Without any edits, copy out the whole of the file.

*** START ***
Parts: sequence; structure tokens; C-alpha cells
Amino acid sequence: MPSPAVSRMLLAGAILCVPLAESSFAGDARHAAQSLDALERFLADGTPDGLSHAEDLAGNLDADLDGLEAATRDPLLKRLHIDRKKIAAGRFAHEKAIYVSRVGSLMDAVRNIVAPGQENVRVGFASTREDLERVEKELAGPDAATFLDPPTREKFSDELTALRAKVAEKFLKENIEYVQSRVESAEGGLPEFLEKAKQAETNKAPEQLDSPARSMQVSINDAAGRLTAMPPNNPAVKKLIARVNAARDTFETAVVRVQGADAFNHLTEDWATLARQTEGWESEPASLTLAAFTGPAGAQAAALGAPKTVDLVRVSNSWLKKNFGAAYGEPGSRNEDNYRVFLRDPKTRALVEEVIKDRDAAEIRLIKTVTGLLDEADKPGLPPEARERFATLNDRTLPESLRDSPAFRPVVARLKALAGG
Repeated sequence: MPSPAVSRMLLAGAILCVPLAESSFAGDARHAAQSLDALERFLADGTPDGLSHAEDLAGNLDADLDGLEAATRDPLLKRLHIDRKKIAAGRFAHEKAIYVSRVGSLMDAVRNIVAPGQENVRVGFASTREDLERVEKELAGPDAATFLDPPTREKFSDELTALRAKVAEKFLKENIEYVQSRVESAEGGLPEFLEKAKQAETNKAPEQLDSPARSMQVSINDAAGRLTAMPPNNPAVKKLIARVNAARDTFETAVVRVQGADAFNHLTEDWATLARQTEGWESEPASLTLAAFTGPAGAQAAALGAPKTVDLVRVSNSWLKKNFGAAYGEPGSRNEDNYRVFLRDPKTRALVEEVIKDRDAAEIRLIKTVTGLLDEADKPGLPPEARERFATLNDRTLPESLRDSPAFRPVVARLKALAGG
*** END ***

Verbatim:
Parts: sequence; structure tokens; C-alpha cells
Amino acid sequence: MPSPAVSRMLLAGAILCVPLAESSFAGDARHAAQSLDALERFLADGTPDGLSHAEDLAGNLDADLDGLEAATRDPLLKRLHIDRKKIAAGRFAHEKAIYVSRVGSLMDAVRNIVAPGQENVRVGFASTREDLERVEKELAGPDAATFLDPPTREKFSDELTALRAKVAEKFLKENIEYVQSRVESAEGGLPEFLEKAKQAETNKAPEQLDSPARSMQVSINDAAGRLTAMPPNNPAVKKLIARVNAARDTFETAVVRVQGADAFNHLTEDWATLARQTEGWESEPASLTLAAFTGPAGAQAAALGAPKTVDLVRVSNSWLKKNFGAAYGEPGSRNEDNYRVFLRDPKTRALVEEVIKDRDAAEIRLIKTVTGLLDEADKPGLPPEARERFATLNDRTLPESLRDSPAFRPVVARLKALAGG
Repeated sequence: MPSPAVSRMLLAGAILCVPLAESSFAGDARHAAQSLDALERFLADGTPDGLSHAEDLAGNLDADLDGLEAATRDPLLKRLHIDRKKIAAGRFAHEKAIYVSRVGSLMDAVRNIVAPGQENVRVGFASTREDLERVEKELAGPDAATFLDPPTREKFSDELTALRAKVAEKFLKENIEYVQSRVESAEGGLPEFLEKAKQAETNKAPEQLDSPARSMQVSINDAAGRLTAMPPNNPAVKKLIARVNAARDTFETAVVRVQGADAFNHLTEDWATLARQTEGWESEPASLTLAAFTGPAGAQAAALGAPKTVDLVRVSNSWLKKNFGAAYGEPGSRNEDNYRVFLRDPKTRALVEEVIKDRDAAEIRLIKTVTGLLDEADKPGLPPEARERFATLNDRTLPESLRDSPAFRPVVARLKALAGG